“I tend to like all history, even if it’s something that is not my normal study,” he said. “It’s fun when I prepare for those shows to do the historical research. I’ve come from being primarily a banjo guy to being a medicine, ballistics, Civil War, history guy.”

Ceremony salutes Berks soldiers who served in Civil War

By Ron Devlin, Reading (Pa.) Eagle

Garrett Hyneman, 69, Muhlenberg Township, at the grave of his great-grandfather, Henry Hyneman, a Civil War veteran buried in Aulenbach's Cemetery. Reading Eagle photo by Jameson Sempey

Standing on hallowed ground Saturday in Reading’s Aulenbach’s Cemetery, Craig Breneiser invoked President Abraham Lincoln’s immortal words to pay tribute to Berks County soldiers who died in the Civil War.

“They made the ultimate sacrifice by giving their lives at the altar of their country in order that – as Lincoln said at Gettysburg – a nation might live and a government of the people, by the people and for the people should not perish from the Earth,” Breneiser said.

Breneiser, an amateur Civil War historian, was the featured speaker at a ceremony observing the 150th anniversary of the start of the conflict that claimed the lives of 620,000 Americans.

While Aulenbach’s is the final resting place of 522 Civil War soldiers, Saturday’s tribute was dedicated to 15 who were wounded or killed during the war.

Cemetery manager Sandy Stief marked their graves with American flags and lanterns whose flames flickered in silent reverence as about 50 people gathered in their honor.

“It’s amazing how many Berks County residents served in the Civil War,” Stief said. “Berks County played a crucial role in the outcome of the war.”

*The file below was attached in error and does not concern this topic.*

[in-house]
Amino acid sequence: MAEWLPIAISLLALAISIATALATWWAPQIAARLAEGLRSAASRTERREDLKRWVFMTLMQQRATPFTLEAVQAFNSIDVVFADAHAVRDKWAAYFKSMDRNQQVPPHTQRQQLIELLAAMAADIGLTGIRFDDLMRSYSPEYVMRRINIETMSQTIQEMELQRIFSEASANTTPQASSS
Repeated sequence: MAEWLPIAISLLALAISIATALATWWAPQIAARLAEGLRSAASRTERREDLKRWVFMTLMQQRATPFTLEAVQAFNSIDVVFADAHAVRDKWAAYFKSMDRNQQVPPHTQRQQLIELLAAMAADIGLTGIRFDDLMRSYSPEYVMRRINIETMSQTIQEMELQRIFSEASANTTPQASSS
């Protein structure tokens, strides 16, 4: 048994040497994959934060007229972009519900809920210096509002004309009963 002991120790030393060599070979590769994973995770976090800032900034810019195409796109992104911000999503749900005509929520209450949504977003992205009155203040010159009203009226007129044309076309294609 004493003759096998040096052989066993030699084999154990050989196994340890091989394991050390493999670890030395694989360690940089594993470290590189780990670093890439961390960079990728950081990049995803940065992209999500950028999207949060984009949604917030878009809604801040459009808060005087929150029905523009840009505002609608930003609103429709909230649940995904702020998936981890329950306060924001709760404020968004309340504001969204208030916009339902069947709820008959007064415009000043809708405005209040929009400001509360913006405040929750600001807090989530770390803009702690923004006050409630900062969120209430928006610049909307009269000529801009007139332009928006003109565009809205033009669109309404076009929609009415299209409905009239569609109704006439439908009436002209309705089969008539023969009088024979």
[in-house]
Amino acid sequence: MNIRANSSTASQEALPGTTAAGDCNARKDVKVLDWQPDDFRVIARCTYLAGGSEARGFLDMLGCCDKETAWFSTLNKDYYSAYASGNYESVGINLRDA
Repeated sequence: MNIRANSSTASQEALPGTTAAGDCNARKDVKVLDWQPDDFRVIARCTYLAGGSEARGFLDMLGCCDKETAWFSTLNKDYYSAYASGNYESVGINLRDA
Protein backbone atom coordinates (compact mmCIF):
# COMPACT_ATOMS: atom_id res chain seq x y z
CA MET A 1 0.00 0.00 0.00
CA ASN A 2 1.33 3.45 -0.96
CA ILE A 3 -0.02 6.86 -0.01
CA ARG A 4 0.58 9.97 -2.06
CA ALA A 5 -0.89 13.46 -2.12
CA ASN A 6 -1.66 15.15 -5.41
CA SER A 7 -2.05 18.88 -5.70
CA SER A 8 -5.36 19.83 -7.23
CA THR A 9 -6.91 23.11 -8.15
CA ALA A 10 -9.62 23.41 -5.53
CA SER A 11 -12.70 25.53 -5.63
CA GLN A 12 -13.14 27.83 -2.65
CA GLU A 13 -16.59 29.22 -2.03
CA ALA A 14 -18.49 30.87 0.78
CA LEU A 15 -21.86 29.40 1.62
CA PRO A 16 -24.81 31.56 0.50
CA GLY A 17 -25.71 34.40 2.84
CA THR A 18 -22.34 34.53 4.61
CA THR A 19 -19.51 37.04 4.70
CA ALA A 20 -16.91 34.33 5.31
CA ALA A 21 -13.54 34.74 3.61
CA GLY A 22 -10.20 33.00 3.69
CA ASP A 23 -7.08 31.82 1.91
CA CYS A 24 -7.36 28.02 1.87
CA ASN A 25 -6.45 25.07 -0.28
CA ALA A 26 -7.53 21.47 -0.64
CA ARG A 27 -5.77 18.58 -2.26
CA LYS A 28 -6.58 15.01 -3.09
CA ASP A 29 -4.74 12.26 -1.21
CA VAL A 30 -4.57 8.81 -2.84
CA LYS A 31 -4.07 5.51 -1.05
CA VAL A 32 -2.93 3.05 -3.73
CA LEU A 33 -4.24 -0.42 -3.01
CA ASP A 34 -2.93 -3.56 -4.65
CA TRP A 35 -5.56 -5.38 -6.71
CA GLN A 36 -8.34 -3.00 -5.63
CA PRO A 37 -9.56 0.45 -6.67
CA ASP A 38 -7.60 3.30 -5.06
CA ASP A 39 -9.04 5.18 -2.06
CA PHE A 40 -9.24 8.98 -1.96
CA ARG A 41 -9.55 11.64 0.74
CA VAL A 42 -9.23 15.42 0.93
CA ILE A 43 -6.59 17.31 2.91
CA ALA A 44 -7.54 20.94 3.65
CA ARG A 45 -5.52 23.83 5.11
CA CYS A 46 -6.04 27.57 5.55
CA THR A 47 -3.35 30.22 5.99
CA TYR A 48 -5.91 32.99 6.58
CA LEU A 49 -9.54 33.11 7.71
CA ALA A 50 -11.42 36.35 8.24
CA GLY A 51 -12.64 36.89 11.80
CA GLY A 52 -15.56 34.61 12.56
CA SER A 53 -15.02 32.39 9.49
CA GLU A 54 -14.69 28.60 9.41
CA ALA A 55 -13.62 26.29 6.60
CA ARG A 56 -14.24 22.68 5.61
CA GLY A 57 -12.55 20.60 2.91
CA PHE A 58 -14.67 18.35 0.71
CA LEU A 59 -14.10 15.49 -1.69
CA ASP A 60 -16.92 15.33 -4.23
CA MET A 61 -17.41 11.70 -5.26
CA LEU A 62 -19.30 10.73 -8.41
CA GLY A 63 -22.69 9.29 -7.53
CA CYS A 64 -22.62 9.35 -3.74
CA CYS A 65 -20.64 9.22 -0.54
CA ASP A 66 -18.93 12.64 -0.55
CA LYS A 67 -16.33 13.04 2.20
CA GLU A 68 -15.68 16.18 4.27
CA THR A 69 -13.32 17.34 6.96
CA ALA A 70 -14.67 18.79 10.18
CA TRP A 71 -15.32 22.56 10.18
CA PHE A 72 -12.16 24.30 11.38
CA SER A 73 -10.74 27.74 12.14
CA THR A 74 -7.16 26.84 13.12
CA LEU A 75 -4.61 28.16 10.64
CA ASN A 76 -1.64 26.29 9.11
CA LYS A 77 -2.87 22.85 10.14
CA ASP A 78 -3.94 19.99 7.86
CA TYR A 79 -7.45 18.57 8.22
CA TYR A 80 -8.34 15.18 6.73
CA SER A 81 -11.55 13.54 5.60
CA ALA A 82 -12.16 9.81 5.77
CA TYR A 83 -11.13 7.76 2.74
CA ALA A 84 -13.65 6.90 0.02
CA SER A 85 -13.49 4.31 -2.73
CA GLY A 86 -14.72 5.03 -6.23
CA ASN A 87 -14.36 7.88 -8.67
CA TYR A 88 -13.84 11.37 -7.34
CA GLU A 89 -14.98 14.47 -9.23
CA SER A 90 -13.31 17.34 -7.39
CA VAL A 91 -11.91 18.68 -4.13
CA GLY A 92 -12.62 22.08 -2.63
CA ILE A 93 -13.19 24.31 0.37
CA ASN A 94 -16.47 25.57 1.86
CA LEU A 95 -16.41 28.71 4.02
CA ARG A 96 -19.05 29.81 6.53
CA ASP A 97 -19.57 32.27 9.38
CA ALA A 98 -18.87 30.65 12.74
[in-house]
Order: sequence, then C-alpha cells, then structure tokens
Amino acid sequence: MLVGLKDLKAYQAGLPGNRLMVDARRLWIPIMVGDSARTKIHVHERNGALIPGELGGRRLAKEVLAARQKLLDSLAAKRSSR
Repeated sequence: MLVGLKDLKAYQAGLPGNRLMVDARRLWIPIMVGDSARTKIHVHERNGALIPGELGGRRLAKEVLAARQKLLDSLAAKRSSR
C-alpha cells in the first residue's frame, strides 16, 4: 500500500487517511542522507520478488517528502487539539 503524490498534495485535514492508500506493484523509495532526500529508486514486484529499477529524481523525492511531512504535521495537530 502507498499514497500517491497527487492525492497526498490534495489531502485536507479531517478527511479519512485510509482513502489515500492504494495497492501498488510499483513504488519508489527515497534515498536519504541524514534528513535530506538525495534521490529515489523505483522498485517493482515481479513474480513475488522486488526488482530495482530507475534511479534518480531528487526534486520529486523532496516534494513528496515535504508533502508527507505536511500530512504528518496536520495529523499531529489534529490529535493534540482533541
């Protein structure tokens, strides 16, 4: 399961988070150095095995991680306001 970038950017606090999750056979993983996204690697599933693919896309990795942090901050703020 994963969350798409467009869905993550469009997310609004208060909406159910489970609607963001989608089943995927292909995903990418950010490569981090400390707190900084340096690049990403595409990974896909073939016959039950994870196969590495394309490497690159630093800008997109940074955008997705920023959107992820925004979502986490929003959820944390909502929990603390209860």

Stief’s great-grandfather, George Burkhart of Reading, was a captain with the 55th Regiment, Pennsylvania Volunteers, and was wounded in battle. Stief’s husband, Donald, donned a Union Army uniform and portrayed Capt. Burkhart, whose unit was at Appomattox Court House when Confederate Gen. Robert E. Lee surrendered April 9, 1865.

The 45-minute ceremony began with Berks County Commissioner Christian Y. Leinbach hoisting a Civil War-era flag with 33 stars in its field of blue.

Actually, there were 34 states at the start of the Civil War. Kansas had been admitted Jan. 1, 1861, about three months before the war started with the Confederate attack on Fort Sumter on April 12, 1861.

Eleven of the 34 states seceded from the Union and formed the Confederate States of America under President Jefferson Davis.

Re-enactors in Union blues snapped to attention as Garrett Hyneman, a member of the Ringgold Band, blew taps.

One of the soldiers being honored was Hyneman’s great-grandfather, Henry Hyneman of Reading, who fought in 24 battles with the 2nd Pennsylvania Cavalry. Henry survived the war, but suffered a stroke while attending the 50th anniversary of the battle in Gettysburg.

He died a few days later.